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Day 48 – Rødbyhavn to Køgel

Denmark sky watercolor by Leanne Talbot Nowell

Part 3

Early morning hangs grey in the Danish sky.

While loading the bike this morning the front door blows shut and cannot be opened again. My panniers are still inside the foyer. I have already put my key into a box at the automatic reception. A man smoking in the carpark says “oh my yes I also forgot my key inside.” So we ring the doorbell a couple of times, knowing full well the automatic reception desk is not a walking robot. Luckily the chef is in the kitchen at the back of the hotel. After some vigorous window tapping he comes to open up.

According to La google, there is a train station nearby, which raises the important question, would it be ok to take a train for a little way? Yesterday’s slow day has put me behind schedule. Funny to have a schedule at all, but my Danish family have made plans to meet me.

The distance from Rødbyhavn to Vordingborg for lunch with Helle at 11am, and then go to Faxe to meet my brother Bruce and niece Kealena and then ride with them to Køge for the night, was beyond my abilities even on a winged ebike.

So, feeling slightly guilty I go in search of the train station. There were some big fences barricading the rusty railway lines, and it’s tricky getting around all the stuff that lies around the back of railway sidings. Weeds and broken up bits of cement. However, after almost giving up and with an extra push of perseverance I find a pathway which takes me around the end of some rails into a square building. A ticket machine pops up with complications. Then we go out on a vacant platform with no signage. After standing for a while, two men in luminous green jackets yell over from the far side of the fence, that I must “come over to that side…the train comes off the ferry and stops over there”.
So I pounce on my bike and scuttle around the little path to the far side of about 5 railway lines. A school group arrives to join me with a teacher who, in a her teachy voice, tells me she knows this is the “right platform and I have done it many times before.”
Just then a little train arrives from the Copenhagen direction on the furthest platform which I had so hurriedly left. There is a large bike symbol printed on the side of the carriage. It hums for a while, then a conductor shouts over to me “come immediately and board the train.”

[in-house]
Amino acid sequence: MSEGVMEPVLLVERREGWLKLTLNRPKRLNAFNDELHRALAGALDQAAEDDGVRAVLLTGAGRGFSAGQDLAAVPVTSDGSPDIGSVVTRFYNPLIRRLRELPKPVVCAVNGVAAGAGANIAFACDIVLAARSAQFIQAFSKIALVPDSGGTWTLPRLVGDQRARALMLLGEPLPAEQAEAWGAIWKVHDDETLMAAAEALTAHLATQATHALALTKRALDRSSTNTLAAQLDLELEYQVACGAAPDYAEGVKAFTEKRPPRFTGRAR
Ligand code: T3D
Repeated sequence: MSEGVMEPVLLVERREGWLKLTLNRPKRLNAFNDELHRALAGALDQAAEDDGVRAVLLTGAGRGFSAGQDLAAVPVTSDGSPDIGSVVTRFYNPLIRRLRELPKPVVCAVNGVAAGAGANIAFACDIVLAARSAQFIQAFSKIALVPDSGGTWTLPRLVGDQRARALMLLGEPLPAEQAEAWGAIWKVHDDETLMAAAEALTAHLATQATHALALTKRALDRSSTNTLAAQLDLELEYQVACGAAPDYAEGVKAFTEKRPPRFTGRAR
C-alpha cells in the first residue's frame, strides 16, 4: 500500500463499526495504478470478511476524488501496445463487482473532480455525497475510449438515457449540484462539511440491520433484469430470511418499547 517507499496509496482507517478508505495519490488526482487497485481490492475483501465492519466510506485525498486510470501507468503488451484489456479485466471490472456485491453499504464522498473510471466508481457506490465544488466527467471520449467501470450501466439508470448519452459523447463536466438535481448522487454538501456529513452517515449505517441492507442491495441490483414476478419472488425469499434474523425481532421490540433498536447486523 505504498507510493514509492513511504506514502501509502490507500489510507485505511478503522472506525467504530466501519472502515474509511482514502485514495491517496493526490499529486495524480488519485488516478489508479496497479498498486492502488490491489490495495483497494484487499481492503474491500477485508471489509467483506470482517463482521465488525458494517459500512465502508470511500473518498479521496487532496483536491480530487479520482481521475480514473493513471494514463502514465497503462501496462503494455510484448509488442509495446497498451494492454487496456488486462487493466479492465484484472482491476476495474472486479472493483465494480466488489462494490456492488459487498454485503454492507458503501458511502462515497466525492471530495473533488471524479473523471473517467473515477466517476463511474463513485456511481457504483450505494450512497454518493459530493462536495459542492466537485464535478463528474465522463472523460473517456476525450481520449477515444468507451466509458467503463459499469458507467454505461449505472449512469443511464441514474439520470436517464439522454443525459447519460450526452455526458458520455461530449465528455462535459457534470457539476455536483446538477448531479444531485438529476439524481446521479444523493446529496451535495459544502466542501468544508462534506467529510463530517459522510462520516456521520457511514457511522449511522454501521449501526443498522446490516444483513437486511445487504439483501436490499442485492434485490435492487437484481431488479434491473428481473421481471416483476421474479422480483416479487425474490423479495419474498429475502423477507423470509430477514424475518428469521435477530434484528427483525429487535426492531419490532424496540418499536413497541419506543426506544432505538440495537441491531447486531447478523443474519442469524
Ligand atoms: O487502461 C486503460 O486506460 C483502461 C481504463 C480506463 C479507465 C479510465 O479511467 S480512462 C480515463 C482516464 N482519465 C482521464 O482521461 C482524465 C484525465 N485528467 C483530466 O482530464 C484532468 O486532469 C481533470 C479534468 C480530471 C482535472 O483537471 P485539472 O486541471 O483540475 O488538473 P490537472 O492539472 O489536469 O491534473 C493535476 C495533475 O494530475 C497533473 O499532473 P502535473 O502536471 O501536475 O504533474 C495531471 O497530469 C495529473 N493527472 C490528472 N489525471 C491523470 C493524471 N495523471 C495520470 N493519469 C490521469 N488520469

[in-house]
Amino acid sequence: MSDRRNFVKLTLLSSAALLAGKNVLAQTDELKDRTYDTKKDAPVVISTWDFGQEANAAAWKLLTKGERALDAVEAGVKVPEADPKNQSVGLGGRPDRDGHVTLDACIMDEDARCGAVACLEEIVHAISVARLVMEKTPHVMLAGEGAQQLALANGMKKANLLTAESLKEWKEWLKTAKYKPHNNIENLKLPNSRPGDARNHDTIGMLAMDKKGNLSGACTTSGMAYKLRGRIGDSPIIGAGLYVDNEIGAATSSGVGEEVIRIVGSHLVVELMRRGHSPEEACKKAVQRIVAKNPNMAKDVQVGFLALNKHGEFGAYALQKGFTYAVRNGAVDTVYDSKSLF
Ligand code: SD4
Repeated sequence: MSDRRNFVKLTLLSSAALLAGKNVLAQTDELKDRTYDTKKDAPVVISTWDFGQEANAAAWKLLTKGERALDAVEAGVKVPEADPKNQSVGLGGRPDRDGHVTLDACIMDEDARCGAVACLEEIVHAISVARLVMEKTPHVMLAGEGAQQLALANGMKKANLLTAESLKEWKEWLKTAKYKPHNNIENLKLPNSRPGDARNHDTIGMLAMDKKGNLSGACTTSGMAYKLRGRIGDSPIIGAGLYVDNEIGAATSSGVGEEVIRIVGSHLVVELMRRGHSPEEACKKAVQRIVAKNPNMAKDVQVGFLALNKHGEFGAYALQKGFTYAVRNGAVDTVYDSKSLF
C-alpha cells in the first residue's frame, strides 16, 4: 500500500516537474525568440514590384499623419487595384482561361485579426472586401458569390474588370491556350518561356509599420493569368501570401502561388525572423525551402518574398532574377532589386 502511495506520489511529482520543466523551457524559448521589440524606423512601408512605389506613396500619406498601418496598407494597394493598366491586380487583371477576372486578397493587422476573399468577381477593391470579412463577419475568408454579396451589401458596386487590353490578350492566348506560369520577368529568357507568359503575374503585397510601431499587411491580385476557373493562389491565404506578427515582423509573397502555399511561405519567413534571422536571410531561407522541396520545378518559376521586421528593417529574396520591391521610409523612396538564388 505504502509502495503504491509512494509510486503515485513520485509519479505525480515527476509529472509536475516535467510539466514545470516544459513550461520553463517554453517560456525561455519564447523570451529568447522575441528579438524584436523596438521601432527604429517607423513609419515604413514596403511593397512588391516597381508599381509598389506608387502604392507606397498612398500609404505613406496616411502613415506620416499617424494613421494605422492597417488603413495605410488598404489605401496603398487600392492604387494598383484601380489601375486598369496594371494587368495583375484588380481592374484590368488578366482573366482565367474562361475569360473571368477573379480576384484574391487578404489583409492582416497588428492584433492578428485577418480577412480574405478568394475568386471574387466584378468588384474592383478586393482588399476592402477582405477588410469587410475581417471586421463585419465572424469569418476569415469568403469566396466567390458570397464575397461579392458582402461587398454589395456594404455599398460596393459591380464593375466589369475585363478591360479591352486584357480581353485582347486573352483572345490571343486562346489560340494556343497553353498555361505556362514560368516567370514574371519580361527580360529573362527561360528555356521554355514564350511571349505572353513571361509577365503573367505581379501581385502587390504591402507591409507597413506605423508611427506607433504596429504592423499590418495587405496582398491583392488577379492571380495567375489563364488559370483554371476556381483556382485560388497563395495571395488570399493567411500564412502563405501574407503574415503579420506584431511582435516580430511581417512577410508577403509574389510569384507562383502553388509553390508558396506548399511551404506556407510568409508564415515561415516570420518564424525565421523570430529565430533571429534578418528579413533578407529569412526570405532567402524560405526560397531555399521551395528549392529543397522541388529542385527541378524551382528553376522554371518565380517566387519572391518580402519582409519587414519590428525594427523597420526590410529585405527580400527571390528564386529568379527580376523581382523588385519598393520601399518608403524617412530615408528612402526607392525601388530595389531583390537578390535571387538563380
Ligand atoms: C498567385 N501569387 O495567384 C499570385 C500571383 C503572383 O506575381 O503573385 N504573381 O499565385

Much to the astonishment of the school group I leap onto my bike and scuttle back around the end of the rails, and make it in time before he blows his whistle.

One learns in life, that most people are very kind, helpful and full of “hear-say” but it’s best to ask the Conductor of the Train. If you want to really sure of anything at all.

So there is my bike, the first train trip of her 3300 km life, strapped to a seat.
It was a short trip, 24 minutes to be exact, and we were soon gliding along on bike wheels again. The road would still see us do 130 kms before evening.

Vordingborg

I was very happy to meet up with Helle and share an interesting lunch and arty conversation. She is an inspirational artist. Then fast pedalling and swooping along smooth farm roads onwards towards Faxe where Bruce and Kealena were waiting for tea and apple pie at the big white quarry. We rode to Køgel, taking the scenic route through golden fields of ripe wheat, dark green woods, and a soft velvet sea to the west. The clouds vanished and the scenery blazed to life.

Køgel

Dinner this evening at the harbour is an Italian affair of “linguine allo scoglio” (thicker spaghetti noodles sozzled under an array of shellfish) and Chardonnay! Again gulped every scrap on the plate – wild animal me.

The three of us and my bike, shared a small room at a hostel on the edge of town.

See the route map here.

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Day 38 – Monheim am Rhein to Duisburg – Goodbye Rhine.

bicycle along the river, watercolour by Leanne Talbot Nowell

The sun gradually dragged the billowing sky down to the smoking chimney stacks. A giant storm growled through dinner, but not a drop of rain fell on my Erdinger sponsored umbrella at the factory food place.